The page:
Researchers shed light on discrepancies between lab tests and reality
Scientists in the UK and Switzerland say consumers should rethink how they interpret the sun protection factor (SPF) printed on sunscreen bottles.
Retailers have long used SPF to indicate how long sunscreen protected skin can endure sunlight without burning. Concerns that topical sunscreens do not provide the protection they claim are not new and arise from discrepancies between simulated and natural sunlight. Lab tests also assume consumers apply an even layer of sunscreen (2mg per cm2of exposed skin). In reality, this is in the region of 0.5–1.5mg cm–3, is far from uniform, and there are other factors, such as perspiration and rubbing, to consider.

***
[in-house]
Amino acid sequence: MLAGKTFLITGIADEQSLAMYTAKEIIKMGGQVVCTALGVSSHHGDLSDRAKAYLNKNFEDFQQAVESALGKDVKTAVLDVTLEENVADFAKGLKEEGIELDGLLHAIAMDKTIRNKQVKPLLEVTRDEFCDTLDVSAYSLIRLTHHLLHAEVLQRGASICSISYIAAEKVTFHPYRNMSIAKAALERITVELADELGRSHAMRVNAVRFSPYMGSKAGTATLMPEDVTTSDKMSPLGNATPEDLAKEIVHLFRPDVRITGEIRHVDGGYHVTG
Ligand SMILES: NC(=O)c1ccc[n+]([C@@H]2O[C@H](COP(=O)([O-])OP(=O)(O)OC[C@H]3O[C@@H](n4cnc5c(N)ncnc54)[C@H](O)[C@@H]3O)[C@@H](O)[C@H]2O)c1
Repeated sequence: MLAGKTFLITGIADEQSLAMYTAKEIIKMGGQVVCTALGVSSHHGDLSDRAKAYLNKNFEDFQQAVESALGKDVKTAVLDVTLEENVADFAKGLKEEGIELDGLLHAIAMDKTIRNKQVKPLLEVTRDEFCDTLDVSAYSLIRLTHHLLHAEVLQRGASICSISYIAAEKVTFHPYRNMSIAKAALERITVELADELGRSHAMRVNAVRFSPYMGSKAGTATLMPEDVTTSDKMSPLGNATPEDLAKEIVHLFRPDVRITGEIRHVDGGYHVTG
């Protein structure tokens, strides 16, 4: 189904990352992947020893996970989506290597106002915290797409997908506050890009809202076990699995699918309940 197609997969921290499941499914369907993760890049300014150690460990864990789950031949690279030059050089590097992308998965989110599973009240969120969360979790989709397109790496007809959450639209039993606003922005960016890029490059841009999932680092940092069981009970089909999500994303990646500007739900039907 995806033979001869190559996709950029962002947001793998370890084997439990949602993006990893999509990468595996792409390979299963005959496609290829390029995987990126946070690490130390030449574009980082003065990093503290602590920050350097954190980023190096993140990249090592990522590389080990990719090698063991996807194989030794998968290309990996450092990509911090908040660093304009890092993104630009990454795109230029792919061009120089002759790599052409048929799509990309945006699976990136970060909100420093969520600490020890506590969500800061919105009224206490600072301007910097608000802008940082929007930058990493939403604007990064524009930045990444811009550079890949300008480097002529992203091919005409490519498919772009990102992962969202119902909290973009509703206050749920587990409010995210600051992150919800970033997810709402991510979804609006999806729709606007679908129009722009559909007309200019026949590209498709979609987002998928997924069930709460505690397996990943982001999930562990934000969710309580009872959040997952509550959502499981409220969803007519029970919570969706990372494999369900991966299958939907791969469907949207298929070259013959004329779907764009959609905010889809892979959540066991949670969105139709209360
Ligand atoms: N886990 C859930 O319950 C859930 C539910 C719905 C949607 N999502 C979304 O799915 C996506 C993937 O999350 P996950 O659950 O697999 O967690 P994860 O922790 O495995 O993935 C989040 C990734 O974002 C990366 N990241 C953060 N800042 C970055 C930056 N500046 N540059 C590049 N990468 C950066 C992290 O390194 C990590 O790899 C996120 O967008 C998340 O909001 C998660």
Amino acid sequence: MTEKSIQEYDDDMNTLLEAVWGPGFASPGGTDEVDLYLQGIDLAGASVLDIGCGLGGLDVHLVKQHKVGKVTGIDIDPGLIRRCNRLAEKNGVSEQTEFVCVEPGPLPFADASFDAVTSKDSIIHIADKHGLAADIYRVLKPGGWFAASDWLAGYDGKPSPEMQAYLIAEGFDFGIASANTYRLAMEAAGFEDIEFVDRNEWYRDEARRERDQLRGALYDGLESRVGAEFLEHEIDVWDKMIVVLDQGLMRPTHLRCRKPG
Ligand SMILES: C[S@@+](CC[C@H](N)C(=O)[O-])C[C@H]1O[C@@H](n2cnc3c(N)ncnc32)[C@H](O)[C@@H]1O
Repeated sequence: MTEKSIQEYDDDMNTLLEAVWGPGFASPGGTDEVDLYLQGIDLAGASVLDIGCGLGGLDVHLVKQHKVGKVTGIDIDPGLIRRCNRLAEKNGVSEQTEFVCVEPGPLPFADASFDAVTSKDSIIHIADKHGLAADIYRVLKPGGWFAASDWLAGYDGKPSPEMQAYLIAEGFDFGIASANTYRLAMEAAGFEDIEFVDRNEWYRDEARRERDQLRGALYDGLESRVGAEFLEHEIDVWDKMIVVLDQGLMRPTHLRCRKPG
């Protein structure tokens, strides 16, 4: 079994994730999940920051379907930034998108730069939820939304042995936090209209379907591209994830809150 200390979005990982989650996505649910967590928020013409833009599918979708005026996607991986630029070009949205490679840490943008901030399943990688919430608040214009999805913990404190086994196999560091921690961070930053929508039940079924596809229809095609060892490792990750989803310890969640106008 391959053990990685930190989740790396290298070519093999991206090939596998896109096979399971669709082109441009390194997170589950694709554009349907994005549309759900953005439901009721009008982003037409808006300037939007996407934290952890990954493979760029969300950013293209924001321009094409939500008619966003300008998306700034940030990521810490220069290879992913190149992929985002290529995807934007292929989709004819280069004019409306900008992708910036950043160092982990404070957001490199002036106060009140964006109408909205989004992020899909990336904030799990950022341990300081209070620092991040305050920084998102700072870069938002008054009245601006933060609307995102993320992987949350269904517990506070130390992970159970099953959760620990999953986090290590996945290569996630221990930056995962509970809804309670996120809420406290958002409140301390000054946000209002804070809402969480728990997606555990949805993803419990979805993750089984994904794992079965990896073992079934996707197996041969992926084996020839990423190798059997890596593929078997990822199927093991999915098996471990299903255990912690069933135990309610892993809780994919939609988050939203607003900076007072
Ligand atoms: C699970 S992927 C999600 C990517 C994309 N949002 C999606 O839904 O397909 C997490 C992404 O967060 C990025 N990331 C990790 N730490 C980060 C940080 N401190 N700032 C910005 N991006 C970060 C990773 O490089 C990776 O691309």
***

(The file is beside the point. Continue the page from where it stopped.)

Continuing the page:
Interested? The full story can be read in Chemistry World.
The original article can be read below and is free to access until 4th October 2017
Labelled sunscreen SPFs may overestimate protection in natural sunlight
Brian Diffey* and Uli Osterwalder
Photochem. Photobiol. Sci., 2017, Advance Article